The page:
Something just occurred to me. I get all of my Mets news, rumors, and opinions from blogs.
I don’t read New York papers, like the Daily News, Newsday, the Record, the Times, etc. anymore. Granted, I don’t live in the Tri-State area anymore, but in the past, I read all of them online, no matter what crazy mid-western city I called home.
Switching exclusively to blogs was an evolutionary process. I started reading “the big one,” Metsblog, a few years ago to supplement the news I got from the mainstream media. Then I started writing my own blog on MLBlogs. Through that process, I started reading everyone else’s Mets blog on MLBlogs. Then all those bloggers branched out and started their own websites. Eventually, it reached the point where all of those blogs covered the Mets from all angles. Post game recaps, opinion pieces (negative and positive), statistical analysis (including sabermetrics), and even interviews with players and management. For example, when the Mets announced changes to Citi Field’s dimensions this week, I got the news, as it happened, from bloggers with inside access.
Blogs also offer something that mainstream sports columnists cannot. Perspectives from true fans who are passionate about their team, and about writing. Most bloggers do what I’m doing right now for little or no money. We do it because we love it. Mainstream sports columnists have crossed the line from doing something they love, to doing a job. Mind you, I’m sure most of them still love what they do, but think about your own job. You might like it, but it comes with baggage – administrative tasks, politics, etc. In the case of sports columnists, they have editors telling them what to write about, how to write it, and what perspective to take. For those who have earned some editorial freedom, they are still expected to write in a certain vein. They may be expected to always take a negative angle, or always take the opposite viewpoint of the majority of the media, and so forth. And they have to write something every day, whether or not there is something to write about. That sounds like work to me.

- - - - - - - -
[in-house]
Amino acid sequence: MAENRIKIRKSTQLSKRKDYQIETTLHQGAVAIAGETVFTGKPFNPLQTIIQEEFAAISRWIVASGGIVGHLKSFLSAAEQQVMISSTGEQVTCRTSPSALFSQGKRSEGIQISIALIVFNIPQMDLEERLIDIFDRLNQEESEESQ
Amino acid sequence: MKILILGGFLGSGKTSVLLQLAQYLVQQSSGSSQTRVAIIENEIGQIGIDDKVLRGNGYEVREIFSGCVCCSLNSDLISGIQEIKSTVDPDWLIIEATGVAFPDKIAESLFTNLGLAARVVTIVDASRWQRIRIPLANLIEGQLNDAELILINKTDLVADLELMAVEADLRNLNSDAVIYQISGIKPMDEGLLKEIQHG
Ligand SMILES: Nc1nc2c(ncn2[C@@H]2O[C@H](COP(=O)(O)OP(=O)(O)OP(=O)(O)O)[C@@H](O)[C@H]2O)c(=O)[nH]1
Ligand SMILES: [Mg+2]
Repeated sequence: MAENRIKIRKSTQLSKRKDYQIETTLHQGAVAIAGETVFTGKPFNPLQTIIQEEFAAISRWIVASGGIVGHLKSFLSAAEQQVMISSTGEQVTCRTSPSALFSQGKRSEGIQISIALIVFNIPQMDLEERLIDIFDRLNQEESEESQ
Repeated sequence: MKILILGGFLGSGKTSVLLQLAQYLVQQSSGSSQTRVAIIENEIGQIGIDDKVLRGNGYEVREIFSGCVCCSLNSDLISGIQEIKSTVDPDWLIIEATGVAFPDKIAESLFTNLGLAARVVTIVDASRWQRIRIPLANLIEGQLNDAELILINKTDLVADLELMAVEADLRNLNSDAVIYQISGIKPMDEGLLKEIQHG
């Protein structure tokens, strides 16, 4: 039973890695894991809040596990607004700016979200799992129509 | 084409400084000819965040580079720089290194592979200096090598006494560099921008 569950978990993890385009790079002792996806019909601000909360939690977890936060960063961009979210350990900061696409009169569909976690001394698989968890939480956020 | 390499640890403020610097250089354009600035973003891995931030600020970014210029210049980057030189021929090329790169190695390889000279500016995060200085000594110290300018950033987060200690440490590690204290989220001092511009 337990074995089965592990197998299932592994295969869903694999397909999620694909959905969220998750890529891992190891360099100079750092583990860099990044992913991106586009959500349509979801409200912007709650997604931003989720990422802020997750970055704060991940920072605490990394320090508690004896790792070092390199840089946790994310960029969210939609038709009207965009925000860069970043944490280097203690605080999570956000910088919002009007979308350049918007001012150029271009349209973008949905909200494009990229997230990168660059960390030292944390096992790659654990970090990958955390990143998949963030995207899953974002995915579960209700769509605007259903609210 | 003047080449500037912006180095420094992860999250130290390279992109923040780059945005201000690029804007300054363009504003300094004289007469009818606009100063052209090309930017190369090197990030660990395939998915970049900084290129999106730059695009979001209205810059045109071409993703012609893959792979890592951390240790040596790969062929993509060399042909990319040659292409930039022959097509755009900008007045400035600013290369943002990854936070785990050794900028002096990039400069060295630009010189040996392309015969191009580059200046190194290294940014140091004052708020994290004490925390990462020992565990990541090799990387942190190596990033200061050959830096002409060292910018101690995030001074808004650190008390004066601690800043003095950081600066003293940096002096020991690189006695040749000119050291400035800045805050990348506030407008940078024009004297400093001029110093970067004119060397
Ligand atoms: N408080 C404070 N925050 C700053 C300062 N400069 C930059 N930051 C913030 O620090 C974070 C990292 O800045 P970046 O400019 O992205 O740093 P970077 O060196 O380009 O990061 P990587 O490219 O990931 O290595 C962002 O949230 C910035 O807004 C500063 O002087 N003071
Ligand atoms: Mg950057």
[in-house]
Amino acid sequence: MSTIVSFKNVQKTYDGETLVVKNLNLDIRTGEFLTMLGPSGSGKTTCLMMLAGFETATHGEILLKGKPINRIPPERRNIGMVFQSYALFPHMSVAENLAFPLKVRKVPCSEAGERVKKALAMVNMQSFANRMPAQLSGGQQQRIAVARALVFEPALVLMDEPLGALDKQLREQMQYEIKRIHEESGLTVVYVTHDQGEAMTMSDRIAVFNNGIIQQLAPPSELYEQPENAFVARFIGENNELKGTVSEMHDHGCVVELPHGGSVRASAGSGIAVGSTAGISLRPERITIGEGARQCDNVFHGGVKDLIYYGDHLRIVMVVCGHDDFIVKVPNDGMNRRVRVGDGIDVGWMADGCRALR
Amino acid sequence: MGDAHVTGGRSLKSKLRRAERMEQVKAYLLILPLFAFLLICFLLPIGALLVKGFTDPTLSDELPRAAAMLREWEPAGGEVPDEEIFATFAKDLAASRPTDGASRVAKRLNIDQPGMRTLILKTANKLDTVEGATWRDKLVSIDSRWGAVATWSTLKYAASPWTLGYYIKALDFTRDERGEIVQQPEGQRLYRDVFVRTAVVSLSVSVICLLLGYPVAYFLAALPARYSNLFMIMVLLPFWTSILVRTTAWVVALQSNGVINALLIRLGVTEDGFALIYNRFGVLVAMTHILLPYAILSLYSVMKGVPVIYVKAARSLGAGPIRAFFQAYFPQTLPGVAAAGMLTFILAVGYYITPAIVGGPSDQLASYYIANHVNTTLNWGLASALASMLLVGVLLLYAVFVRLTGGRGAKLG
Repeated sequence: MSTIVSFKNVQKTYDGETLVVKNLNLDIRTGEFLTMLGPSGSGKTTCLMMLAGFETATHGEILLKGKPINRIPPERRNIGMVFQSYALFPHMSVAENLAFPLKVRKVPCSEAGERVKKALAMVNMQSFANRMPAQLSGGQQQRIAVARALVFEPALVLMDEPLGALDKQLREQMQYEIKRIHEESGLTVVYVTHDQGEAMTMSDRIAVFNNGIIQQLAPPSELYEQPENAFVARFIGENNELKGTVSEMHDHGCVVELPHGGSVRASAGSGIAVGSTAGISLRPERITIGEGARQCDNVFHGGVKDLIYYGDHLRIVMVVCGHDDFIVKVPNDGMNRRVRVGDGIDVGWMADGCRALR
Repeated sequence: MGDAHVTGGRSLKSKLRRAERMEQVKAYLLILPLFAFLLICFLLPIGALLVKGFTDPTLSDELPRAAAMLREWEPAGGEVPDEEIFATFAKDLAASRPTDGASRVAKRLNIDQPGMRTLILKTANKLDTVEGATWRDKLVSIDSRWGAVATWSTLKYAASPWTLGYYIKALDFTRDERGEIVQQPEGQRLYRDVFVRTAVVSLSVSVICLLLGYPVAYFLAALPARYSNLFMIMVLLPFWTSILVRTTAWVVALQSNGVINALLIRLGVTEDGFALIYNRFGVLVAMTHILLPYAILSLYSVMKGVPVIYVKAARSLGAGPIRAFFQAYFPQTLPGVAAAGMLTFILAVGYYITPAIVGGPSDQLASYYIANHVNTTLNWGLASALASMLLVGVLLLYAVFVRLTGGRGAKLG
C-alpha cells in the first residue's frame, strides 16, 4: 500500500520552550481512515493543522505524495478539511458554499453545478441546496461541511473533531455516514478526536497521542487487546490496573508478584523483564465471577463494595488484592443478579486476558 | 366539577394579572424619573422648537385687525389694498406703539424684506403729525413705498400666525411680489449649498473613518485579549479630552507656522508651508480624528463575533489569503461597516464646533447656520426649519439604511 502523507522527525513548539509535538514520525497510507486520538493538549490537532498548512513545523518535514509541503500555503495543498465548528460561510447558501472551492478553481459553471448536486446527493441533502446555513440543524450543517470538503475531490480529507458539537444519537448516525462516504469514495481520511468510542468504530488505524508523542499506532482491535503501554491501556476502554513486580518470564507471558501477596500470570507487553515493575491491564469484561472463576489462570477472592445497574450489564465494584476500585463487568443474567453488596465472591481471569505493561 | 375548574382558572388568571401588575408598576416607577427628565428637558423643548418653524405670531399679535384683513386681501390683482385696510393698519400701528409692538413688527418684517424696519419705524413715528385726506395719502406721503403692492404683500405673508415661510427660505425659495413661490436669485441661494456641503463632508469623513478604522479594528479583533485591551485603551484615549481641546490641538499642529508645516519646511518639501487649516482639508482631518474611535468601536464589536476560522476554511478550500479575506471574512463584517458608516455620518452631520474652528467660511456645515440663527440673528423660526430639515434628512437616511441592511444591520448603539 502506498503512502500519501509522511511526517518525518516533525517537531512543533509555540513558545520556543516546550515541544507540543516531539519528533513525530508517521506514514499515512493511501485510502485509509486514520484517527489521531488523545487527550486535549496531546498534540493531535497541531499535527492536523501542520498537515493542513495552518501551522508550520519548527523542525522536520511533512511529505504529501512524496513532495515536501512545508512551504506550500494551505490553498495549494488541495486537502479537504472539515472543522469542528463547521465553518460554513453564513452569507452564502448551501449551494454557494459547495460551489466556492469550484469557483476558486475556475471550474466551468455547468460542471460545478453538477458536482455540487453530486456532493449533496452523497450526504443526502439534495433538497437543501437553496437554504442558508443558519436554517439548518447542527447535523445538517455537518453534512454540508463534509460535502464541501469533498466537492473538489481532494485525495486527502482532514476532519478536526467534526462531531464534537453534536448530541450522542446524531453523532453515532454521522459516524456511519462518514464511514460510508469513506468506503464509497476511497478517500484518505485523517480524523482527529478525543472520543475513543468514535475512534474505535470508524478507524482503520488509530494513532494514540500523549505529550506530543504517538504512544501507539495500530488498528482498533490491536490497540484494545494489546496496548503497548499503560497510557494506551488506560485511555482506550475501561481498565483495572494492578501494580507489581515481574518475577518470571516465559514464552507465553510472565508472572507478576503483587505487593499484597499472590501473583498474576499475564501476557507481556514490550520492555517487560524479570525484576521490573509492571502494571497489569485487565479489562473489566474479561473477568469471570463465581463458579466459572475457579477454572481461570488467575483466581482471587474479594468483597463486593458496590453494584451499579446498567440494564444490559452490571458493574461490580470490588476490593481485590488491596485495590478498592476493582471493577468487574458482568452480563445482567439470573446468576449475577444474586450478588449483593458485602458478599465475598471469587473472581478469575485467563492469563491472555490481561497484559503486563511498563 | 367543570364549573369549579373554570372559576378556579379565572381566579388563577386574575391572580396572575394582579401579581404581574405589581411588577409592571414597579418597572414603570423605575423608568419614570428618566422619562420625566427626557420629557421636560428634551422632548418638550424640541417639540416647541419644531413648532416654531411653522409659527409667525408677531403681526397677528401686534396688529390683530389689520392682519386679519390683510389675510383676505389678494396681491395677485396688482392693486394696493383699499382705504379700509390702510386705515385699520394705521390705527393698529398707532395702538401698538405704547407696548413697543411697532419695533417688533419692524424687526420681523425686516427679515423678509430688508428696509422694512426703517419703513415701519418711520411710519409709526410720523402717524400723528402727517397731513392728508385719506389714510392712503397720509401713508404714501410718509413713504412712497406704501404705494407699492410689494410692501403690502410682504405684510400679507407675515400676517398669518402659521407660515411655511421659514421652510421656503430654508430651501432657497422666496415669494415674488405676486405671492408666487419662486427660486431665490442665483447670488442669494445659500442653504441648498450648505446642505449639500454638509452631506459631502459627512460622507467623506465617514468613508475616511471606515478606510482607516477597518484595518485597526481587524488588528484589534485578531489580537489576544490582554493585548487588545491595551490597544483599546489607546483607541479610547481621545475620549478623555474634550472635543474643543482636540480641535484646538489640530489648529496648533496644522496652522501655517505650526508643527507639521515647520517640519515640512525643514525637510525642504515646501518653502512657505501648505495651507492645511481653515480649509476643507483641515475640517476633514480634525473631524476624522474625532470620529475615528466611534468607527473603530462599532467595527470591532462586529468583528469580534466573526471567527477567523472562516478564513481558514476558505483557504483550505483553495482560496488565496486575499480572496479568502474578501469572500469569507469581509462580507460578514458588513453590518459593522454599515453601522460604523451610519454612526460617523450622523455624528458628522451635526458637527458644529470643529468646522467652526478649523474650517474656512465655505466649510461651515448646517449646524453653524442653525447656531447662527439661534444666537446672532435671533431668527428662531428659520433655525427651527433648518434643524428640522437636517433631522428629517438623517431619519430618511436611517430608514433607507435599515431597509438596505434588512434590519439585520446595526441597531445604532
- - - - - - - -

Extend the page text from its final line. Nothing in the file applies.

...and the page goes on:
The mainstream media still has greater access than bloggers to the players and managers. And there are the occasional useful nuggets of information from those sources. But we live in a day and age when players speak in cliches and front offices barely speak.
So when I read a blog post today that criticized columnists from a few NY newspapers, I had no frame of reference. I don’t read those guys anymore. I’m not trying to disparage what they do, but rather acknowledge how far sports blogs, and Mets blogs in particular, have come (grammar and spelling mistakes and all – it comes with the territory).
Check out this post from this very blog. And this one. They’re informative and entertaining. In some ways, they are controversial – not because the authors set out to be controversial, but because of the genuine passion they have for their subject matter.
So before you pick up the morning newspaper, try checking out The Real Dirty first. You may be pleasantly surprised.